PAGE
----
An Excess of (in)Tolerance
It seems that ownership of a building no longer allows a person to determine how the property is used. If even one element is "offensive" to a tenant, well, it must be removed - now! (via the Misanthropic Bitch's news filter)
The story linked above is a Wall Street Journal story about a pair of abstract nudes that adorn the ground floor of the 77 Water Street offices of Saloman and Goldman Sachs in New York. The piece is part of an elevator vestibule there. The word from the companies is that their female employees have complained about the existence of the nudes.
The first part of this that bothers me is the complaint. For christ's sake, there's (repeat after me) nothing wrong with the naked human form. Nothing. Why is it that people have to be threatened by any depiction of something that, for ~50% of the population in any given instance, is a depiction of themselves? Are we, as a culture, so self-conscious that we can't stand to look at ourselves any more? I know, i know.. this isn't a new issue. But it is a frustrating one. I'm not trying to suggest that we have billboards with hardcore pornography beside the highway. While that wouldn't bother me personally, i can see that it would be a little over the top. But a tasteful - and, from the article, nearly unnoticeable - nude in a privately - owned building isn't on that level. So, at risk of offending the occasional radical feminist who feels that all pr0n is evil and exploitative, i just wish this issue would wither up and die...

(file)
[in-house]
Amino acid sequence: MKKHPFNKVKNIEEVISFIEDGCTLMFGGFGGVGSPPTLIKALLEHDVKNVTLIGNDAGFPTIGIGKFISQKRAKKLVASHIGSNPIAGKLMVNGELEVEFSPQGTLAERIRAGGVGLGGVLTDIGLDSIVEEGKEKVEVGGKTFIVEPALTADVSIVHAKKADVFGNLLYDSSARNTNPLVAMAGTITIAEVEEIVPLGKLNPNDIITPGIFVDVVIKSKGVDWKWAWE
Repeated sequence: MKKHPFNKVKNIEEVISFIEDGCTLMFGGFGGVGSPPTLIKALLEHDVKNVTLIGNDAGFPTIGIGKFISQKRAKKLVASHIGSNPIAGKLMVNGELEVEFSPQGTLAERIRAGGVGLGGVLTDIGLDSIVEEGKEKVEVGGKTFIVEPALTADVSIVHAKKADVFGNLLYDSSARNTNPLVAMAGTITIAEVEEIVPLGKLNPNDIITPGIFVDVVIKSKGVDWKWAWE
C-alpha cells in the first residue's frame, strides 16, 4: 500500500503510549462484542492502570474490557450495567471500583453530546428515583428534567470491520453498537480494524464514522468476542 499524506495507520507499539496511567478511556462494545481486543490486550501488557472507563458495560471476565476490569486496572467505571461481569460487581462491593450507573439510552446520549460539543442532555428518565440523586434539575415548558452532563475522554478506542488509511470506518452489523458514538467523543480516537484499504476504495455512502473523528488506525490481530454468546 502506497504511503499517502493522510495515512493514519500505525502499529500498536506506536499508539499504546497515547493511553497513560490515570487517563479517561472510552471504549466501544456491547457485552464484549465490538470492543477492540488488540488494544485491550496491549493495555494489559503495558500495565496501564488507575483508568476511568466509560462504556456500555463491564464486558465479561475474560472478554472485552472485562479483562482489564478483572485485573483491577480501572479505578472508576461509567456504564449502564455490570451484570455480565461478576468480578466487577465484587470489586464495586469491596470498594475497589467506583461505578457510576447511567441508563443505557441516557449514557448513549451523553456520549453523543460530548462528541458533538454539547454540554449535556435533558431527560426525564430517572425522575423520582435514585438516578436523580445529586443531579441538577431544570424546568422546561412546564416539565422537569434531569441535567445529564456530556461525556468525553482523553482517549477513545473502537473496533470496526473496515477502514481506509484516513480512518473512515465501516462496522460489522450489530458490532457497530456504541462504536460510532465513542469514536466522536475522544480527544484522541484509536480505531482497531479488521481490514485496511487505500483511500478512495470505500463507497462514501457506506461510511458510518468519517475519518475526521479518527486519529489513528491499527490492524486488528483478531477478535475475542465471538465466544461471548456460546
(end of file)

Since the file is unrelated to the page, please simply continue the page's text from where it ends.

The other thing that really burns me is that the owners are being fought over their right to control the building that they own - the lease they have with the managers of the building explicitly states that the ground floor cannot be modified without their permission, and yet the work has been taken down three times. Now, they're being sued. What right does a renter have to dictate what happens in a part of the building that they're not even renting? The piece isn't in the companies' offices. It's on the ground floor. It's seen for all of a couple of minutes while waiting for the elevators. And it's not their property. The brothers who own the building want that art there. What right do the tenants have to go against their wishes?
I've commented on this before, though. Everyone seems to think that they have a "right" not to be offended. By anything. Anywhere. Any time. I wonder what sort of morally stunted culture we'll have if everything that is offensive or tasteless, or simply unacceptable to some action group or other, is removed from the public space? Last time i checked, the pursuit of happiness - not the actual happiness itself - was a fundamental right. And implied in that is that we won't always have it.
Merry Christmas, too :)Tweet